A football stadium would cost $222 million (some of which would come from the state), while a baseball stadium would cost $7 million to $10 million, Maturi said.

“If we’re going to raise $170 million for a football stadium,” Anderson said, “$7 (million) or $8 million seems like a drop in the bucket.”

Anderson said he has been trying to get a new baseball stadium for approximately 10 years and has not spoken with potential donors for approximately two years because of the moratorium. He said he does not know how much money he could raise on his own.

“I guess you never know until you try,” he said. “I’d sure like an opportunity to try and see what we can do.”

Maturi said it could take a couple years to get the money needed for a new stadium, and construction would take another year or two.

A new baseball stadium would have artificial turf so it could also be used for recreational sports, Anderson said.

“We couldn’t justify building a baseball stadium based on how much we could use it,” Anderson said. “It would be a waste of money.”

The ballpark would be on Southeast Fifth Street across from Mariucci Arena.

Anderson said it is becoming increasingly difficult to field a competitive team without adequate playing facilities.

“In order for us to continue to (succeed) in the future, we’re going to have to address our facility need, or the tradition and the success of the program is going to go in the opposite direction pretty quickly,” Anderson said.

Other top national programs are constructing new stadiums, Anderson said. The University of Nebraska built a $29 million facility and Southwest Missouri State University spent $30 million for a new ballpark, he said.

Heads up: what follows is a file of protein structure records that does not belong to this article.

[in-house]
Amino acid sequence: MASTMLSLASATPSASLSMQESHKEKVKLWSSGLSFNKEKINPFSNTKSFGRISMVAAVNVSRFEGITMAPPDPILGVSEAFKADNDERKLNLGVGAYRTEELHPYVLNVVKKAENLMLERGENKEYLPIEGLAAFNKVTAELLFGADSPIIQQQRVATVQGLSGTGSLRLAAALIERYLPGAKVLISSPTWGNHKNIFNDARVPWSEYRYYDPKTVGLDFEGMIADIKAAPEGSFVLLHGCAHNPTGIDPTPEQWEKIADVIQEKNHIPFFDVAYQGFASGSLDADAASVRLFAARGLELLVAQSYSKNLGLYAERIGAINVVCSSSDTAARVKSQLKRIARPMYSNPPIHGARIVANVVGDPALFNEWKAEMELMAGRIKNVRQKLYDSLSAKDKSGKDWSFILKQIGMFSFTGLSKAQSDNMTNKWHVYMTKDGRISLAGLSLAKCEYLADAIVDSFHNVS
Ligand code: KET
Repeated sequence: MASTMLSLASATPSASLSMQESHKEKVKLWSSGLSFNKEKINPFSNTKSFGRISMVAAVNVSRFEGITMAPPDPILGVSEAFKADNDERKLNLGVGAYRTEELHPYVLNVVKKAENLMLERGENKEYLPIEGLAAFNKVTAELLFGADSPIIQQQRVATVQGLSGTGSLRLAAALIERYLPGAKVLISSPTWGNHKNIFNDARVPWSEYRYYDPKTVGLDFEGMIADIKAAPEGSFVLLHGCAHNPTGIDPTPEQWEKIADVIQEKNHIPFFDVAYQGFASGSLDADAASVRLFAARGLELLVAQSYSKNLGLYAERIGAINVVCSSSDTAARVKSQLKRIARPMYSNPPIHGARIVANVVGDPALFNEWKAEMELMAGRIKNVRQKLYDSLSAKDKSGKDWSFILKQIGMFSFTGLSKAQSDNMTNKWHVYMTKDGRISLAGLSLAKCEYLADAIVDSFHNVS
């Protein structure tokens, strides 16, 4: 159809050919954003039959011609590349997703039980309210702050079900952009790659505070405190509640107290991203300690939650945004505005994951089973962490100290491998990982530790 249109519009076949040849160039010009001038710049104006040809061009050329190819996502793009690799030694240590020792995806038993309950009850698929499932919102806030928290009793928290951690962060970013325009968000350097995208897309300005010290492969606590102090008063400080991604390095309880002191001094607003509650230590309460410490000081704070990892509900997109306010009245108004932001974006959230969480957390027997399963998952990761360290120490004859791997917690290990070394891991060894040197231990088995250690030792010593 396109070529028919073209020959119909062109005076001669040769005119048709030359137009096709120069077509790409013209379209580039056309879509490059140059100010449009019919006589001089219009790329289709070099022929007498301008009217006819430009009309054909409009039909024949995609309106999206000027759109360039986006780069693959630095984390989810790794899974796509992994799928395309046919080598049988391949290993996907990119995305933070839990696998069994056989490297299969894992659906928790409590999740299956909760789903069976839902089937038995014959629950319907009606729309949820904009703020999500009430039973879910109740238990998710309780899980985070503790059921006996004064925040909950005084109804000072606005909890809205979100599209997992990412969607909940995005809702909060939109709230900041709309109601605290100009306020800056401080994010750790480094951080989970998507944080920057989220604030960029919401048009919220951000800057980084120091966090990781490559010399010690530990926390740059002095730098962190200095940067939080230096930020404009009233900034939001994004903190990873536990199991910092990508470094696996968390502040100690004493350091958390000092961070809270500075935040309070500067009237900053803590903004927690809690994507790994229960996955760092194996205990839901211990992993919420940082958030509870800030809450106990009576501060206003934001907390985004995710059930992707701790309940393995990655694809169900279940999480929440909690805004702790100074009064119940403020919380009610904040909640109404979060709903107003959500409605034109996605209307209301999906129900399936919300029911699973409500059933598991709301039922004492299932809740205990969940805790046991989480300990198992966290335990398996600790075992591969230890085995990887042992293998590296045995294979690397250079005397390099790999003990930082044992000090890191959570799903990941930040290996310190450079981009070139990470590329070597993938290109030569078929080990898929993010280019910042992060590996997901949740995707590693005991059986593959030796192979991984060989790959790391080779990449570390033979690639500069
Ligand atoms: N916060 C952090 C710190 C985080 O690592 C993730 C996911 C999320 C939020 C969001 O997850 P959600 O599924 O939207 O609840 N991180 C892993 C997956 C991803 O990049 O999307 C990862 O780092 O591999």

With teams recruiting nationally, the University must compete with those schools to retain Minnesota players, Anderson said. Recruits see the stadium as a representation of the school’s commitment to the baseball program, he said.

“When I first started here 23 year ago, (Siebert Field) was the first place we stopped, but today it’s not,” Anderson said. “We don’t use it as a showcase in recruiting.”

The team’s tradition and the coaching staff’s reputation have helped the Gophers stay competitive, but that would be difficult to maintain without a new ballpark, Anderson said.

A new stadium would also give the University a better chance to host an NCAA tournament, which would give the Gophers home-field advantage in some tournament games, Anderson said.

“Even if we went 56-0, we couldn’t host an NCAA tournament here because we don’t have a facility,” he said.

Associate Athletics Director Marc Ryan, who coordinates all NCAA tournaments for the University, said he might use Midway Stadium in this year’s bid, but a new stadium would provide the best chance to host an NCAA tournament.

“Without question, when the day comes – not if, but when – we have a new on-campus baseball stadium, we will be much more attractive as a potential host for NCAA tournaments,” Ryan said.

But like Siebert Field, Anderson said his hope for a new stadium has begun to deteriorate.

“Well, we haven’t done anything for 10 years, so I’ve lost some of my optimism,” he said. “I’m trying to stay optimistic, but I’ve lost some of it, to be honest.”